Many international aviation companies use Estonian airspace for transit passage, and a lot of Russian oil is exported to the world via Estonian terminals.
During migration periods, Estonia is a cross point for arctic waterfowl along the East-Atlantic Flyway of migration. According to estimates, up to 50 million water- and coastal birds pass the Estonian coasts during migration time.
The abundance of coastal wetlands makes Estonia extremely attractive for waterfowl. A lot of them would stop here to build up their resources for the long journey to their breeding grounds in Russian arctic. At the peak time in two first decades of May every small inlet swarms with ducks, geese and swans.
Most well-known coastal wetland in Estonia is Matsalu. This large bay surrounded with various coastal habitats - coastal, alluvial and wooded meadows, reed-beds and islets offers favourable conditions for migrating and breeding waterfowl. During spring migration over 2 millions of waterfowl are supposed to pass Matsalu area. Vast majority of these are long-tailed ducks and other arctic diving ducks. Besides diving ducks there are about 10-20 000 Bewick's Swans (almost whole population of this species passes Estonia, although in last decades these birds have found different feeding locations in Estonia) about 20 000 Barnacle Geese and more than 10 000 Bean and White-Fronted Geese and thousands of waders can be seen here.
Autumn migration in Matsalu is less numerous - over 300 000 waterfowl are estimated to pass Matsalu area by that time. Most spectacular sight in autumn are huge flocks of Common Cranes feeding on fields of the area and gathering to overnight in the sheltered areas of wetland. In 80-ies up to 21 000 cranes were counted in Matsalu, nowadays their numbers have decreased more than twice - in pace with decreasing of the area of fields after the era of high input - low output soviet agriculture became over.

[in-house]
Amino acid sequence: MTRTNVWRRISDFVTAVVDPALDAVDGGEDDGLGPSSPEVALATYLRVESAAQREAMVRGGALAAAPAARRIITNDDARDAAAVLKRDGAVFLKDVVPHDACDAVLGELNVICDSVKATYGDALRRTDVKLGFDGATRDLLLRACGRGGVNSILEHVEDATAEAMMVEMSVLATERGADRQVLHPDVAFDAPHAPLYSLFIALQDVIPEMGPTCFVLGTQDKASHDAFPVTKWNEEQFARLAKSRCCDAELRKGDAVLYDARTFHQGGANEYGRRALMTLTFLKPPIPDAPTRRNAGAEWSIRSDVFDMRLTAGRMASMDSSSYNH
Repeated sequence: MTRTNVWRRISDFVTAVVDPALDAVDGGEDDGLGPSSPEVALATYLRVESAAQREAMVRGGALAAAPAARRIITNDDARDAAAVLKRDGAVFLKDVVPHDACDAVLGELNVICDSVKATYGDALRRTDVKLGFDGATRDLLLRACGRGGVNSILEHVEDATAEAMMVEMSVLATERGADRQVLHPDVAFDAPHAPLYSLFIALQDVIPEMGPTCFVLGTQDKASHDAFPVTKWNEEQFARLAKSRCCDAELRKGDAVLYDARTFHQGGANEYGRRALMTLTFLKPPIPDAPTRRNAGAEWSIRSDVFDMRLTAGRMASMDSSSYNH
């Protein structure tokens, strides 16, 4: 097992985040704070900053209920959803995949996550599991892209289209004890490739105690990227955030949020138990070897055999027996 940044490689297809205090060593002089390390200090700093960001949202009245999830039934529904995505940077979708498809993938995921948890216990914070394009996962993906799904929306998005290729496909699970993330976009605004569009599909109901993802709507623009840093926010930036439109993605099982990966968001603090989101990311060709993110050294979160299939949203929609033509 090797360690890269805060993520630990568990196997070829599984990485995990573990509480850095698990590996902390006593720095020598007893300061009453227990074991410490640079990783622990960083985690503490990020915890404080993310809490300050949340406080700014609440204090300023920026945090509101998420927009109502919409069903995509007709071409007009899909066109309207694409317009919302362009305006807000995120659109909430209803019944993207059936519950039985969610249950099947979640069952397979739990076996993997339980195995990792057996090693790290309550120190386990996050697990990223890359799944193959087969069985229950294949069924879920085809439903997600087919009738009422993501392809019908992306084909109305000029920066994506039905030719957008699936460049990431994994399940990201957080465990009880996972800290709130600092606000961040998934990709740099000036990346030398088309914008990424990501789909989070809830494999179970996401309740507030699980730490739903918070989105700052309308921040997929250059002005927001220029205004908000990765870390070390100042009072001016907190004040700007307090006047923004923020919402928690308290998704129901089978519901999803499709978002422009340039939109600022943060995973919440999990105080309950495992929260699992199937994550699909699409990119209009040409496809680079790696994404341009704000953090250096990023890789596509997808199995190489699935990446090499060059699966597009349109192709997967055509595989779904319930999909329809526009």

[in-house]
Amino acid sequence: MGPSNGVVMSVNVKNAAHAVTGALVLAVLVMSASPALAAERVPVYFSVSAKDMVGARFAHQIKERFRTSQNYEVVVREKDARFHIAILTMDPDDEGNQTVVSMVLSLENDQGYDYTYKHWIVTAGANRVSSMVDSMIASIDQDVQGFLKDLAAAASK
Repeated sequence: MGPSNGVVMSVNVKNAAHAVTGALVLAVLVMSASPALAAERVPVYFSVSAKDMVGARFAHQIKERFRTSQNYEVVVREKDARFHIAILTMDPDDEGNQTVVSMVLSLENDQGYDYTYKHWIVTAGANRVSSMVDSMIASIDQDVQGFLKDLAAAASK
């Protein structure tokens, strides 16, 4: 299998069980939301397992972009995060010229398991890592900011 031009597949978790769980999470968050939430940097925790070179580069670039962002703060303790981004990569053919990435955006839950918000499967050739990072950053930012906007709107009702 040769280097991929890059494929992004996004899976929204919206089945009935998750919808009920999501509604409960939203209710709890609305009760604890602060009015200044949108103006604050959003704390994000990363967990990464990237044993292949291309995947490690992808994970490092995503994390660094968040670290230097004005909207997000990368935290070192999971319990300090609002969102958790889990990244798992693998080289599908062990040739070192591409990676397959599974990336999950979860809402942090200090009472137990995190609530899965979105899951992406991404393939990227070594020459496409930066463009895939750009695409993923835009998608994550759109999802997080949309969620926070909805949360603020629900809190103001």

Although Matsalu is the biggest coastal wetland, there are many other smaller but also very important coastal wetlands attracting both migrating and breeding Waterfowl. Some of them - like Vilsandi, Puhtu, Käina bay and Hiiumaa islets are designated as wetlands of international importance (Ramsar areas), still more (Laidevahe, Silma, Väike Väin strait) are in a shadow-list for that.
Main threat for coastal wetlands nowadays is not overexploitation but rather abandoning and undermanagement. Estonian government has recently launched a program for subsidizing the management of seminatural habitats incl. coastal wetlands. Far more serious concern is increasing oil transit, oil spillages and accidents in Baltic. This especially dangerous for the waterfowl wintering in Estonian waters - a.o. to 2000-6000 Stellers' Eiders spending regularly their winters at western coast of Saaremaa.